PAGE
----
Mark Zuckerberg is on a roll. A slew of major acquisitions, plans to use drones in the sky to deliver web access, and a streak of earnings beats have investors buying into his vision of the social web. At Facebook’s (FB) developer conference earlier this week, dubbed ”F8,” Zuckerberg showed the company hasn’t taken its eye off the ball.
In addition to revealing it’s much discussed mobile ad-network, and functionality like anonymous login for 3rd party apps, one of the biggest things revealed that has commentators buzzing is something Facebook is calling “App Links.” App links would allow apps to talk to each other, allowing users to go from app to app and back to the original app they were in virtually seamlessly.
As my Yahoo Finance colleague Phil Pearlman puts it, Facebook isn’t just building things for its platform, it’s building tools for the mobile web, which in the end could lead to the holy grail – discoverability and search among the world of mobile apps. Just as Google (GOOGL) dominates the web, Facebook appears to have its sights set on owning mobile across all platforms.
Eric Jackson of IronFire Capital has been watching the company very closely. Although he’s a bit cautious of the company at these levels, in the attached video he reveals even he was caught off guard at how quickly Zuckerberg was able to pivot Facebook into mobile. “I certainly didn’t see this coming two years ago, just how quickly they’ve moved to mobile, how their service has just been welcomed with open arms by the masses everywhere around the globe.”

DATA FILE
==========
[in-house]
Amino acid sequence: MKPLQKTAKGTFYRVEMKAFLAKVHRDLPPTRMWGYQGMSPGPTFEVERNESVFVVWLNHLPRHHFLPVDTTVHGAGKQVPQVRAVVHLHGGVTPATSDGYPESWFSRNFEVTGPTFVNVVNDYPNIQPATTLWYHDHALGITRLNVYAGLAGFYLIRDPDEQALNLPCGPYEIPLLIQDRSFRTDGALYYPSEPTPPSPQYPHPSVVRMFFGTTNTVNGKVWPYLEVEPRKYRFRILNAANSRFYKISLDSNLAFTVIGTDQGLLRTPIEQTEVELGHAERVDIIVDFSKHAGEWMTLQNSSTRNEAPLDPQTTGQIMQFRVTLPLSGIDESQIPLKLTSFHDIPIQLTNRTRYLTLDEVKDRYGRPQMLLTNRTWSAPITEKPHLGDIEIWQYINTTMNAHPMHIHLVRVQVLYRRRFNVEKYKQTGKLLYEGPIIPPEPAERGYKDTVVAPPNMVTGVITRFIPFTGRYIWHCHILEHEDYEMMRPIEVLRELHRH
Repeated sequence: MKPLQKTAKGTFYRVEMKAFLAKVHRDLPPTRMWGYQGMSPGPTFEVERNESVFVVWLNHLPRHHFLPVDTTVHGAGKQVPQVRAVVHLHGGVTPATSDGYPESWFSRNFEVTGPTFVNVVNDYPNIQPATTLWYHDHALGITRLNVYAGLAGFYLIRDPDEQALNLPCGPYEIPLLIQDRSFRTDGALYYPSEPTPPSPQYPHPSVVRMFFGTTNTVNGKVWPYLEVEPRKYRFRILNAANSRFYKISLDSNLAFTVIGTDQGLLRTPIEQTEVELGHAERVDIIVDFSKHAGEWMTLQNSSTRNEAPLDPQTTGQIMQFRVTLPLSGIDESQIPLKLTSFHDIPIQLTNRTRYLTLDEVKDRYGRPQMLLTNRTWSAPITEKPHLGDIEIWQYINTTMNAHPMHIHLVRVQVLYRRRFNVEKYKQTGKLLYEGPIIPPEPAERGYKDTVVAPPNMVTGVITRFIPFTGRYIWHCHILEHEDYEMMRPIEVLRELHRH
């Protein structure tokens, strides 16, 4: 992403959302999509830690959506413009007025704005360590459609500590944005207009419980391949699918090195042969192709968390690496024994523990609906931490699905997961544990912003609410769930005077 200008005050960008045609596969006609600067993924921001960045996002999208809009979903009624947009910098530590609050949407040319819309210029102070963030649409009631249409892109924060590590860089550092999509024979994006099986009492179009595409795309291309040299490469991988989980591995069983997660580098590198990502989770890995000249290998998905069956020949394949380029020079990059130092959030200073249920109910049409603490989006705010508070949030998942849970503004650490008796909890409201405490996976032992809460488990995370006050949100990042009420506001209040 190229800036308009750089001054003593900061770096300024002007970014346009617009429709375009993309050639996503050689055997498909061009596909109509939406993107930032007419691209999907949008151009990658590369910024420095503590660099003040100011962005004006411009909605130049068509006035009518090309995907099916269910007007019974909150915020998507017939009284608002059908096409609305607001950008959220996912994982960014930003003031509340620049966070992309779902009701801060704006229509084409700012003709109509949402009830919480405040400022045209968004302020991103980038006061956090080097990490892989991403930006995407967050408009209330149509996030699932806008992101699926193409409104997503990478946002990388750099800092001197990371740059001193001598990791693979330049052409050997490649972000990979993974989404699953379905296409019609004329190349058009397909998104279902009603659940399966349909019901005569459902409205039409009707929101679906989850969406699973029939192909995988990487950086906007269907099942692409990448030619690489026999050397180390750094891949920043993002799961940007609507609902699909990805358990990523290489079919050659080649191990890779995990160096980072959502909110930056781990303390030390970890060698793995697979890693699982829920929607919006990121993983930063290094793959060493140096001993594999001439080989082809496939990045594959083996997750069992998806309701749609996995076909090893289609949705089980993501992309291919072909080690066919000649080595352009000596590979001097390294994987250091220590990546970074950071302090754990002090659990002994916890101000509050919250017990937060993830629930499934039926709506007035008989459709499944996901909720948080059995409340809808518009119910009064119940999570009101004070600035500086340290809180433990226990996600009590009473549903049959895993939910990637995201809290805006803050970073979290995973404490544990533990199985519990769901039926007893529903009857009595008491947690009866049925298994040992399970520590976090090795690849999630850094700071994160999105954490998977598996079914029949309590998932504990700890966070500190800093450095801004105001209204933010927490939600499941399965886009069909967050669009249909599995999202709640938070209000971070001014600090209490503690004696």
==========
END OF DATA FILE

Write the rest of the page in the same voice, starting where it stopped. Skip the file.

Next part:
In addition to being aggressive with acquisitions like Instagram and What’s App (and paying for them mostly in stock and not cash), Jackson respects how Zuckerberg is looking at new platforms, thus revealing how Facebook execs know the Facebook as we know it may not last forever. It’s this kind of forward thinking that has Facebook bulls betting on the company’s future.
One red flag for Jackson is the fact that Facebook doesn’t reveal what percentage of its ads are coming from app install ads. What these ads are trying to do is “to get you click here to download this thing off of the app store… This is where they’re printing money today,” Jackson says. The app developers are buying a ton a Facebook mobile ads fueled by VC money, and Jackson is afraid the “VC gravy train” of funding will dry up at some point, hitting Facebook’s bottom line in the process.
Are Facebook’s potential short-term issues with app install ads driving a revenue a concern, or is Zuckerberg’s soaring vision the reason to buy into Facebook’s mission? Let us know in the comments below, our Facebook page, or tweet us.
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